The Problem with New Year’s Resolutions

January 7, 2013  |  Posted by in Seasonal
 

3 Tips for Improvement with Staying Power

It’s a New Year – fresh start, clean pallet. The world seems full of possibilities. How sad, then, that we often start the year saddled with arbitrary or clichéd resolutions that feel more punitive than inspiring. More than 90% of resolutions made at the start of the year fail to be realized or maintained. Why? For starters, resolutions are typically based on past failures, rather than as means toward future success. They are rarely thought through relative to their feasibility or sustainability or tied to broader, strategic objectives. This is not a wholesale condemnation of New Year’s resolutions, but a cautionary note. Consider these points when developing 2013 goals for your personal or professional life:

Ponder past successes. It’s easy to take for granted that which we do well. It is also extremely important to account for and utilize these strengths. Start your planning process by considering your strengths and successes from the previous year, and be sure to leverage those in your plan for the coming year. Consider the new business you did attain, the customers who adore you, and the pounds you did not gain! Then diagnose your specific activities surrounding these successes.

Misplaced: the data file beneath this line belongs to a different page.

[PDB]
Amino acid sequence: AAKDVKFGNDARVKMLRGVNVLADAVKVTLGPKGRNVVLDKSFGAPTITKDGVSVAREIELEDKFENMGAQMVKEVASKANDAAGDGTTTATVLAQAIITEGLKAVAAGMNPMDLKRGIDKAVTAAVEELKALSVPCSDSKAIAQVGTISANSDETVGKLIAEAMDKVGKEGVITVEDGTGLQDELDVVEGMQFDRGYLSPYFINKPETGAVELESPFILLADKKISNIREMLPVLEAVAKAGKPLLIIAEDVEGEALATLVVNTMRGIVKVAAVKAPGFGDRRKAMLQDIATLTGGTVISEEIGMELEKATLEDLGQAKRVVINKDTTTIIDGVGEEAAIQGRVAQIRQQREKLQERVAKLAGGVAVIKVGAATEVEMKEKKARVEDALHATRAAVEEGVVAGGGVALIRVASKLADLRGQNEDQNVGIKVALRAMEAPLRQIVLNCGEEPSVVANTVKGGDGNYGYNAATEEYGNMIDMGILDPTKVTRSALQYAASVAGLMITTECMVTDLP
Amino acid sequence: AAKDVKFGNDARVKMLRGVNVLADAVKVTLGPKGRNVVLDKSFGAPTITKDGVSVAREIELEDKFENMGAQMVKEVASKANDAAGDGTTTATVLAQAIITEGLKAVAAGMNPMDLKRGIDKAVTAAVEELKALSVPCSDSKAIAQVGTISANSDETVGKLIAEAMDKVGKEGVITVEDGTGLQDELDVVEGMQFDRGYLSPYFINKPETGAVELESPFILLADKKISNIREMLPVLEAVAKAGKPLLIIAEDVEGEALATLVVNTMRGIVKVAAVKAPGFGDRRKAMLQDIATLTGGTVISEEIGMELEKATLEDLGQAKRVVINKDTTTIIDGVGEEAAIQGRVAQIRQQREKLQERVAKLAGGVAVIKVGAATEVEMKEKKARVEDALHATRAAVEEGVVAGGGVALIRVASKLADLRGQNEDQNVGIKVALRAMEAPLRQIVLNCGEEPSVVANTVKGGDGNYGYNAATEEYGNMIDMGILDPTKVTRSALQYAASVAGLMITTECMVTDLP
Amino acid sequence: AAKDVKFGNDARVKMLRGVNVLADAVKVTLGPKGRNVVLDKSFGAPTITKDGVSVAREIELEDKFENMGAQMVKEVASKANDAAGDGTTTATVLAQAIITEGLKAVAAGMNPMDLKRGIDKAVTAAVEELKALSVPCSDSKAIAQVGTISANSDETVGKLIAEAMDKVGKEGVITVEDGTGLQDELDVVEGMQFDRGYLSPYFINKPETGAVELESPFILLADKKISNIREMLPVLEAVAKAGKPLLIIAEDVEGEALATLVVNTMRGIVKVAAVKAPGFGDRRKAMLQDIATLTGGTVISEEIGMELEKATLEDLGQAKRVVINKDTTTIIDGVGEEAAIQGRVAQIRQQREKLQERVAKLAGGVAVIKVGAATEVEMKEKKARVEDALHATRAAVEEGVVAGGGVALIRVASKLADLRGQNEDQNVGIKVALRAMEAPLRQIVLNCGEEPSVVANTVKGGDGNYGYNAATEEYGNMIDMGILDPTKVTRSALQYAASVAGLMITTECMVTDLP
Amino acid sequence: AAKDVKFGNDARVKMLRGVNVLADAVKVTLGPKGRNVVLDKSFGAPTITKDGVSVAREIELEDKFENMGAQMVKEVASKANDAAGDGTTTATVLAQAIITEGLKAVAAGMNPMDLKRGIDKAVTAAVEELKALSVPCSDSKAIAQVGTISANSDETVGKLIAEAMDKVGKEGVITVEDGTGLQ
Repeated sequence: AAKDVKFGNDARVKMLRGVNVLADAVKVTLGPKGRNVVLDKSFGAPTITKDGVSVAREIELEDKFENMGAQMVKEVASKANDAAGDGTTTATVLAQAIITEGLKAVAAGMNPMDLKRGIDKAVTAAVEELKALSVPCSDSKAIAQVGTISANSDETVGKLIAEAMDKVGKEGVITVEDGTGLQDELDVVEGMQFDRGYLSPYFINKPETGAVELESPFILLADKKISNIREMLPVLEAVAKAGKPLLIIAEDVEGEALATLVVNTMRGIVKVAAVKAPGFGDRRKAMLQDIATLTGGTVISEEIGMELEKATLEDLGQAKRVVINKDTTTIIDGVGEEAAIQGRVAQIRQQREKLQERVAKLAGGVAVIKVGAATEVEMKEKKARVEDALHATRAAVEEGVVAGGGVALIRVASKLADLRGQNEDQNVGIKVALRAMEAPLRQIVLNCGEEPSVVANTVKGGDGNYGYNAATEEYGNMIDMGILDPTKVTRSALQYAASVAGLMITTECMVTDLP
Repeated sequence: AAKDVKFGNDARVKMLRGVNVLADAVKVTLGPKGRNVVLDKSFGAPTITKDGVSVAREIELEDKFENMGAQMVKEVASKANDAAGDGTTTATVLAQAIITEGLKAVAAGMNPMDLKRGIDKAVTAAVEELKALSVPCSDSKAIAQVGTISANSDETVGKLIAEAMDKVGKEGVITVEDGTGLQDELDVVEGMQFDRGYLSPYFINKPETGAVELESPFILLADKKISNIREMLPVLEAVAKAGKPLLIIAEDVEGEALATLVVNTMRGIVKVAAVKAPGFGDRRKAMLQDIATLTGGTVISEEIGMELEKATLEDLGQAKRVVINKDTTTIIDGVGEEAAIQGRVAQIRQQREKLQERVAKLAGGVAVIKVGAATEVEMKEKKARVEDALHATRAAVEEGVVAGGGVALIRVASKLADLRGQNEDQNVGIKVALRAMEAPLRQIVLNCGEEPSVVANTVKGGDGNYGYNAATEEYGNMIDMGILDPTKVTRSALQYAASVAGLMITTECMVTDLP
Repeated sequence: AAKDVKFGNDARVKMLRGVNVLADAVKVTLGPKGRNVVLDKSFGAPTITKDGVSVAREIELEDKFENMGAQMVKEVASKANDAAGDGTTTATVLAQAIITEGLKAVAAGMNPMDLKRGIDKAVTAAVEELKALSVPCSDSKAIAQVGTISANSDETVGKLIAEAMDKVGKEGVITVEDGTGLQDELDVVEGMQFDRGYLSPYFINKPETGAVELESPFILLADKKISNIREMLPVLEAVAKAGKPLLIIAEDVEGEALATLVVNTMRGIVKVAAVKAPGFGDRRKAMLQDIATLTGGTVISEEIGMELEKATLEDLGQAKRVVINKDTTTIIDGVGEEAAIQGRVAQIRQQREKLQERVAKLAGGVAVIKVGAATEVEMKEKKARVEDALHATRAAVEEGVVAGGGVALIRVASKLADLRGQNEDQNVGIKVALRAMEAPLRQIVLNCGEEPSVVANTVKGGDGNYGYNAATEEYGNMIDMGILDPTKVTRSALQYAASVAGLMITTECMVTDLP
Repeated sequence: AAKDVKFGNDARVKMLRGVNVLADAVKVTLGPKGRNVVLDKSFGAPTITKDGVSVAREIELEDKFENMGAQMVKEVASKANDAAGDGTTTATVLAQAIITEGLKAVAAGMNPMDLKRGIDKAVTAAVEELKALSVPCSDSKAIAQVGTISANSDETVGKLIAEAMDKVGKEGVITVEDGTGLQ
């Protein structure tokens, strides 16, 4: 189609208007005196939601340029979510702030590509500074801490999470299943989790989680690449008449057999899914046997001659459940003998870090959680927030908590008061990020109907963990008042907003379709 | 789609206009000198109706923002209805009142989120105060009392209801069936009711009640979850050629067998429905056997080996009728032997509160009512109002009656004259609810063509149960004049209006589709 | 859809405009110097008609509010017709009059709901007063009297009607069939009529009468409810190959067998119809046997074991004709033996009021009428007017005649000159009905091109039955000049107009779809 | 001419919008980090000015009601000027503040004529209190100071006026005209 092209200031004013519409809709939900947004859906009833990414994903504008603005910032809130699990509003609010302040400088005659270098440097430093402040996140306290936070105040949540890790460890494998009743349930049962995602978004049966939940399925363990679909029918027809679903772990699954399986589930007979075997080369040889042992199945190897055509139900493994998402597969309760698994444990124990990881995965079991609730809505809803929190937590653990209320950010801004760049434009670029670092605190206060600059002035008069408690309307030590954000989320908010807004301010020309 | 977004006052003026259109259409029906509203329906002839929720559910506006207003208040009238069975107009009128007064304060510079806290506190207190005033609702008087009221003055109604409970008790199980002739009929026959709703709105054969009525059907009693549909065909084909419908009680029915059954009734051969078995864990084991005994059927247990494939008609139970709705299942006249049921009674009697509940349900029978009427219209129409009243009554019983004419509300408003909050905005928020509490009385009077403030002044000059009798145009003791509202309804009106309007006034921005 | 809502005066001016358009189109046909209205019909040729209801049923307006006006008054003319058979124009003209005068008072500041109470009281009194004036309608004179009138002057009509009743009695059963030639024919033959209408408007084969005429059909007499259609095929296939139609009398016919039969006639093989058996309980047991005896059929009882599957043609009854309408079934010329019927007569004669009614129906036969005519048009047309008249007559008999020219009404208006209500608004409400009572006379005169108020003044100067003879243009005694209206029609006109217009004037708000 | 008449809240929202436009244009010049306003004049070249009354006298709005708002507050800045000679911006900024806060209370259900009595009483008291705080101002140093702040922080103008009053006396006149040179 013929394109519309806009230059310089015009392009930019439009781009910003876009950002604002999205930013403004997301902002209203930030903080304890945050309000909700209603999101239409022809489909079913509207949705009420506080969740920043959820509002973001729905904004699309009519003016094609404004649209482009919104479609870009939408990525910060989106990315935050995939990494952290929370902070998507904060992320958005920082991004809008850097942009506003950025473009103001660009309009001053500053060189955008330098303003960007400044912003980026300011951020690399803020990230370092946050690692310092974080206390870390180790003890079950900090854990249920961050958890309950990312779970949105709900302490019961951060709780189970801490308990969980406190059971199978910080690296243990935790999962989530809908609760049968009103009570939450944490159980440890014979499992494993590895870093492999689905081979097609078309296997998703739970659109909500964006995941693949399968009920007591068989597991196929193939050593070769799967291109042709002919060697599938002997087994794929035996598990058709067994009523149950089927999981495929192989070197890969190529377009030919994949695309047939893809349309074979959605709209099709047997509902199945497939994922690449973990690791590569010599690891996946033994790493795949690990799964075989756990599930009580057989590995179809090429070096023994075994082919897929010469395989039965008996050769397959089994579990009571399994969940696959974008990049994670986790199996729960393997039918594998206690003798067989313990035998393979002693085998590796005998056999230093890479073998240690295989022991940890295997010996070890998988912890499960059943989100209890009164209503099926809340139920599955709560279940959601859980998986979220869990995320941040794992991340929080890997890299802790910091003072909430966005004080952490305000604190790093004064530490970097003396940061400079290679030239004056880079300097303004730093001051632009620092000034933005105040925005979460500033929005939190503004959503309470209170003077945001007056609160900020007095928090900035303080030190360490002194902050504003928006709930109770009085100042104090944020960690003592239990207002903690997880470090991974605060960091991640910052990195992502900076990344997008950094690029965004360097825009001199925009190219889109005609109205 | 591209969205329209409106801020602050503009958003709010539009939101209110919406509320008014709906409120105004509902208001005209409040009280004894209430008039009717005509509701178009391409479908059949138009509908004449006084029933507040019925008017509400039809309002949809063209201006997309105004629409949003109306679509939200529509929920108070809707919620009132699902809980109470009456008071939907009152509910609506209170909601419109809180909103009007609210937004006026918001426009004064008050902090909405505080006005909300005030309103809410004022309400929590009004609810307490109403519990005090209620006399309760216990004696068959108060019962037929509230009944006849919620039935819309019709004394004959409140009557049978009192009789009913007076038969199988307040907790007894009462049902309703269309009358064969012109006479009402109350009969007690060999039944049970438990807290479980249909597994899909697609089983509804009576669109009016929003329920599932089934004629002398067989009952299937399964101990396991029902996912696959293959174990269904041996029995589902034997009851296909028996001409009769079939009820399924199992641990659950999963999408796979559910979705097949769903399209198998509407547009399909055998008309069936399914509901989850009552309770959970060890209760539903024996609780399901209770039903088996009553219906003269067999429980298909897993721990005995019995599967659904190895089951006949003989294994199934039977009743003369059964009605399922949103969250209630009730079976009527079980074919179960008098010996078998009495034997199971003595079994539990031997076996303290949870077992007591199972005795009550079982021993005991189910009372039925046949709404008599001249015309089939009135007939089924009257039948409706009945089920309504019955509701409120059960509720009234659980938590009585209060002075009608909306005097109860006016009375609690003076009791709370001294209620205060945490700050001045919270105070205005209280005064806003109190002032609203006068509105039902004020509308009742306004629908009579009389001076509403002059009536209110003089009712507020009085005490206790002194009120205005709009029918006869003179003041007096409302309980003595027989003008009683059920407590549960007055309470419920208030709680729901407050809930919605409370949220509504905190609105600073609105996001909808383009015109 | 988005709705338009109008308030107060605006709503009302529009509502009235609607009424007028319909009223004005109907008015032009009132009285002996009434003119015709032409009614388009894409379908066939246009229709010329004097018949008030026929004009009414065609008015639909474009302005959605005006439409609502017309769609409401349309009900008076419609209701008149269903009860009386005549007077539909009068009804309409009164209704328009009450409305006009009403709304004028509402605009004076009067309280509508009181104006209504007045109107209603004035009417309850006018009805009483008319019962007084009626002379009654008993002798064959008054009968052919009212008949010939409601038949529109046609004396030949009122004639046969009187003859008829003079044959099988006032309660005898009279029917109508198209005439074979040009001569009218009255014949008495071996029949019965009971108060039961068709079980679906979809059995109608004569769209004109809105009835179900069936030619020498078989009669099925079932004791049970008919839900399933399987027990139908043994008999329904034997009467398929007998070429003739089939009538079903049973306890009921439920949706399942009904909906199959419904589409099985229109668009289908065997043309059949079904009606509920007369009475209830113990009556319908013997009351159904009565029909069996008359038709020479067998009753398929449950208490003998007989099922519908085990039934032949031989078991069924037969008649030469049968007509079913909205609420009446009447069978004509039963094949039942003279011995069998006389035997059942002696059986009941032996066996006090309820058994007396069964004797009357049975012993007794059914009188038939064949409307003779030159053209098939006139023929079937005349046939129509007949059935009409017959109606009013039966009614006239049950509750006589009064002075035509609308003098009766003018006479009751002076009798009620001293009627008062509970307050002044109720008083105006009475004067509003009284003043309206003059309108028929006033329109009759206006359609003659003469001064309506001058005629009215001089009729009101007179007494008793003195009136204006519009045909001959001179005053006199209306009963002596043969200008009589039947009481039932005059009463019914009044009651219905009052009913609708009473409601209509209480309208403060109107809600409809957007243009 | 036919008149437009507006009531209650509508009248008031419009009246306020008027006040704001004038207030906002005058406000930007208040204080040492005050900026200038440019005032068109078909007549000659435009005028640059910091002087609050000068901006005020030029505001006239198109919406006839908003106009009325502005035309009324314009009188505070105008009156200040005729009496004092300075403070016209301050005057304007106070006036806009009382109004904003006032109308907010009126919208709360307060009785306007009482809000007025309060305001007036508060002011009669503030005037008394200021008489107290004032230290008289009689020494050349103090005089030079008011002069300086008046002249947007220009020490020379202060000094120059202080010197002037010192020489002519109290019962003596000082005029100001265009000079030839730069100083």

Understand your failures. New Year’s resolutions typically reflect something we failed to do in the previous year. Take the time to reflect on why you did not do certain things or why you didn’t do them well. Assuming you aren’t lazy, crazy or incompetent, there was likely a valid reason you didn’t invest time in specific activities relative to other pursuits. Was there a barrier to success? Was there not enough return on the time and effort? Be sure you can articulate what has changed to make past failures feasible or valid as a priority this year.

Begin with a positive outcome in mind. Resolutions tend to be reparations to a larger problem. As you plan for success in 2013, start with your strategic goals, and then develop actionable steps (resolutions) to make those objectives a reality. As well-known author Tony Robbins wrote, “If you do what you’ve always done, you’ll get what you’ve always gotten.” Declaring that you will achieve a higher closing rate or lose 10 lbs. doesn’t get you any closer to making these resolutions a reality. Are there lifestyle changes needed to support healthier eating habits? Are there specific skills or resources you need to improve your sales performance? If the closing rate for you or your sales team is not what you want it to be, diagnose where in the sales process failure most often occurs. What GAP exists that prevents you or your team from successful outcomes?

The intent behind New Year’s resolutions is certainly admirable, but taking a more thoughtful approach to your 2013 game plan will yield more significant and longer lasting results.

 
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